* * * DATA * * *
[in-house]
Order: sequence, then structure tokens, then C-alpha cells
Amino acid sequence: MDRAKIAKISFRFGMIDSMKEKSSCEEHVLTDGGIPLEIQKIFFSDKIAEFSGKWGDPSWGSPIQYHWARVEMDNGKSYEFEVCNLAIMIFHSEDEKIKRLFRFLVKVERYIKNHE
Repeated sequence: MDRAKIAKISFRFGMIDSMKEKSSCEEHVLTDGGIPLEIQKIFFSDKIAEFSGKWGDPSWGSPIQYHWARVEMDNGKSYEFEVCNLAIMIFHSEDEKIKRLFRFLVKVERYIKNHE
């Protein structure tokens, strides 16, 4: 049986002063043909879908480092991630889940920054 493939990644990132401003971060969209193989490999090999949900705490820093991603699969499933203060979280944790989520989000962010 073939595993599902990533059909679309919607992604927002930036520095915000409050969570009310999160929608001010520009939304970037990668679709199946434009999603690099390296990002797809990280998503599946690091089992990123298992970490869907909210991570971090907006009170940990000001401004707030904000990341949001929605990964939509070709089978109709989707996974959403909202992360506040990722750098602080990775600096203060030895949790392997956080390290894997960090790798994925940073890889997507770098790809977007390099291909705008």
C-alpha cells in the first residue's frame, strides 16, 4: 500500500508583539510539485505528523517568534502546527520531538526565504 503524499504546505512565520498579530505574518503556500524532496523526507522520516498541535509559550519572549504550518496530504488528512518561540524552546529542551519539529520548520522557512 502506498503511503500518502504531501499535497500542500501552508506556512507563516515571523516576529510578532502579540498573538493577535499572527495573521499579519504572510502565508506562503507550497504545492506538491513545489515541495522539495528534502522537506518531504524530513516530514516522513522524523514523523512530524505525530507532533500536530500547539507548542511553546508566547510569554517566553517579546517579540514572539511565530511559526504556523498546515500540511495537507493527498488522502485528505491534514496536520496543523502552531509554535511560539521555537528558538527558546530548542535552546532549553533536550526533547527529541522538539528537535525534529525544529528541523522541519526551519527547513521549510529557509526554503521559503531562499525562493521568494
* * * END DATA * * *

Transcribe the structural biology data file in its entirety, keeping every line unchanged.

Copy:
[in-house]
Order: sequence, then structure tokens, then C-alpha cells
Amino acid sequence: MDRAKIAKISFRFGMIDSMKEKSSCEEHVLTDGGIPLEIQKIFFSDKIAEFSGKWGDPSWGSPIQYHWARVEMDNGKSYEFEVCNLAIMIFHSEDEKIKRLFRFLVKVERYIKNHE
Repeated sequence: MDRAKIAKISFRFGMIDSMKEKSSCEEHVLTDGGIPLEIQKIFFSDKIAEFSGKWGDPSWGSPIQYHWARVEMDNGKSYEFEVCNLAIMIFHSEDEKIKRLFRFLVKVERYIKNHE
């Protein structure tokens, strides 16, 4: 049986002063043909879908480092991630889940920054 493939990644990132401003971060969209193989490999090999949900705490820093991603699969499933203060979280944790989520989000962010 073939595993599902990533059909679309919607992604927002930036520095915000409050969570009310999160929608001010520009939304970037990668679709199946434009999603690099390296990002797809990280998503599946690091089992990123298992970490869907909210991570971090907006009170940990000001401004707030904000990341949001929605990964939509070709089978109709989707996974959403909202992360506040990722750098602080990775600096203060030895949790392997956080390290894997960090790798994925940073890889997507770098790809977007390099291909705008």
C-alpha cells in the first residue's frame, strides 16, 4: 500500500508583539510539485505528523517568534502546527520531538526565504 503524499504546505512565520498579530505574518503556500524532496523526507522520516498541535509559550519572549504550518496530504488528512518561540524552546529542551519539529520548520522557512 502506498503511503500518502504531501499535497500542500501552508506556512507563516515571523516576529510578532502579540498573538493577535499572527495573521499579519504572510502565508506562503507550497504545492506538491513545489515541495522539495528534502522537506518531504524530513516530514516522513522524523514523523512530524505525530507532533500536530500547539507548542511553546508566547510569554517566553517579546517579540514572539511565530511559526504556523498546515500540511495537507493527498488522502485528505491534514496536520496543523502552531509554535511560539521555537528558538527558546530548542535552546532549553533536550526533547527529541522538539528537535525534529525544529528541523522541519526551519527547513521549510529557509526554503521559503531562499525562493521568494